Japan to consider emissions trading system
TOKYO (Reuters) - Japan will consider a scheme for trading greenhouse gas emissions, the government said on Friday, a week after a powerful business lobby and the trade ministry softened their strong opposition.
In a report of new steps aimed at slashing its greenhouse gas emissions in line with the Kyoto protocol, the government also proposed deeper but voluntary cuts for industry, adding to existing measures such as preserving forests and purchasing emissions rights from abroad.
The plan, revealed as Japan prepares to host a climate-focused G8 summit of industrialized nations in July, will be opened for public comment before it is officially adopted by the end of March.
A cap-and-trade system with mandatory emissions limits, long opposed by the Japan Business Federation, was mentioned in the plan as a topic for consideration in the near future, as were environmental taxes and the introduction of daylight saving time.
Environment Minister Ichiro Kamoshita warned other cabinet ministers that they might later be asked to cooperate with further cuts, an official said.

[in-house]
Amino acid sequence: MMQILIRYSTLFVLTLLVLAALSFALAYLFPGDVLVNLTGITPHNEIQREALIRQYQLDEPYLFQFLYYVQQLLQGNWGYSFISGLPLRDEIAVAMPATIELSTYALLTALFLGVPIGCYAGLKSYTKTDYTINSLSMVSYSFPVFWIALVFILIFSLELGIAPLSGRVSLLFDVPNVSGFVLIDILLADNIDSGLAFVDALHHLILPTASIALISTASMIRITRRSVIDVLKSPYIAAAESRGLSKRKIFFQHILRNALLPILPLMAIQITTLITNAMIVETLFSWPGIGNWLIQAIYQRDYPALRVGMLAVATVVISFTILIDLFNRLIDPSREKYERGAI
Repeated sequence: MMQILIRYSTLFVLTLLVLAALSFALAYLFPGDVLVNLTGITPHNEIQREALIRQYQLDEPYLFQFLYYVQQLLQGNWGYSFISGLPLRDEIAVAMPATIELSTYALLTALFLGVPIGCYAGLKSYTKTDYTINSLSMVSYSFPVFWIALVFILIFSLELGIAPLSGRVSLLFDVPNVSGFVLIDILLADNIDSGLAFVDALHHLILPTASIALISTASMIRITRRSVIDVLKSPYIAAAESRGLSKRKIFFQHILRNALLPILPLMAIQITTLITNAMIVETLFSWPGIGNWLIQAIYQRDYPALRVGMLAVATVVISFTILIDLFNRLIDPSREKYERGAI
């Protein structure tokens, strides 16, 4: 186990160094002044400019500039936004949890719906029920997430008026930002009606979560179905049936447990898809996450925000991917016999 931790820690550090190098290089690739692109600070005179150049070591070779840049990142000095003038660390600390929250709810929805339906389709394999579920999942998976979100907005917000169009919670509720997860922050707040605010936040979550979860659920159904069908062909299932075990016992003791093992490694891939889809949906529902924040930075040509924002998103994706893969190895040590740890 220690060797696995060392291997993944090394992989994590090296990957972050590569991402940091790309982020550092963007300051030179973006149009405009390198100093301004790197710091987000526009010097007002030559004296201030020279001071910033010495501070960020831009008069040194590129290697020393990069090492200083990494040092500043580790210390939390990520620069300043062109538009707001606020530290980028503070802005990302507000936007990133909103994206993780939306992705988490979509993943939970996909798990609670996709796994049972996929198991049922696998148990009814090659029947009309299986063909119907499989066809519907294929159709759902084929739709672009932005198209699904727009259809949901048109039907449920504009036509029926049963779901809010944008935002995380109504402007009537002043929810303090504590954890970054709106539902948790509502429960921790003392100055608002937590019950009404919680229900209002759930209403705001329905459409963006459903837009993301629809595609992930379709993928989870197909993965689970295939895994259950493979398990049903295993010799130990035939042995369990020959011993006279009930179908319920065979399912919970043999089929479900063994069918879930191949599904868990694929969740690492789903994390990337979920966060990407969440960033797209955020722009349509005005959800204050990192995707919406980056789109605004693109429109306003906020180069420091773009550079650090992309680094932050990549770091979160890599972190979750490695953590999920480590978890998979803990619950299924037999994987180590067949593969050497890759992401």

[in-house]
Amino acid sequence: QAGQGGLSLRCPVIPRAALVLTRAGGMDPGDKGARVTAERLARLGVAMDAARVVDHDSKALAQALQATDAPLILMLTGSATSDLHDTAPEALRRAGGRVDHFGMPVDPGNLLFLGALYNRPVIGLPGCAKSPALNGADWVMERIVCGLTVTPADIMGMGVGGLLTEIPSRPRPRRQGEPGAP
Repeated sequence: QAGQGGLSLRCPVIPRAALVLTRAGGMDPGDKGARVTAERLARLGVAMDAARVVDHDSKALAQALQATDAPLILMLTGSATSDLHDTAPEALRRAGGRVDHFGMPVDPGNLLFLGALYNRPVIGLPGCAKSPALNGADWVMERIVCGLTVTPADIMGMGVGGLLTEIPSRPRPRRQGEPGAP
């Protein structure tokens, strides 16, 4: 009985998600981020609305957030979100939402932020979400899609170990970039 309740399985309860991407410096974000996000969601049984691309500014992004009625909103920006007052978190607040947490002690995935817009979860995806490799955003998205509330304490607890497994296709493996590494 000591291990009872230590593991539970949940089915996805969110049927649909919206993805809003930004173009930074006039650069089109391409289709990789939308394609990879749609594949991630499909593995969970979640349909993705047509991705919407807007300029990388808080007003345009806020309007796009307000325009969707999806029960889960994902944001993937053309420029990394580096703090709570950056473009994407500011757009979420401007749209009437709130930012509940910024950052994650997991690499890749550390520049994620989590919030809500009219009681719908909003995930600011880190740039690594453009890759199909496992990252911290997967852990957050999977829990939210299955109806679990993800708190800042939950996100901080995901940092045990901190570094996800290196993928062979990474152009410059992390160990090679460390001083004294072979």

As the host of the conference that produced the Kyoto Protocol, Japan is anxious to improve its own emissions record, at present well adrift of its goal of an average 6 percent cut on 1990 levels between 2008 and 2012.
That means slashing emissions to 1.186 billion metric tons a year of carbon dioxide equivalent, although Japan actually emitted an estimated 1.359 billion metric tons in the year that ended in March 2006.
As it prepares to host G8 on the northern island of Hokkaido in July, Japan has been attempting to take a leading role in climate change, including by planning a major environmental conference ahead of the main summit, media reports have said.
The top U.N. climate change official said earlier this month it would be a disadvantage if Japan were to stay out of an otherwise universal cap-and-trade system in the future.
The business lobby's chairman, Fujio Mitarai, was reported this month as softening his opposition to cap-and-trade, while the trade ministry said it was seriously studying such an approach.
(Reporting by Isabel Reynolds and Chisa Fujioka; Editing by Mike Miller)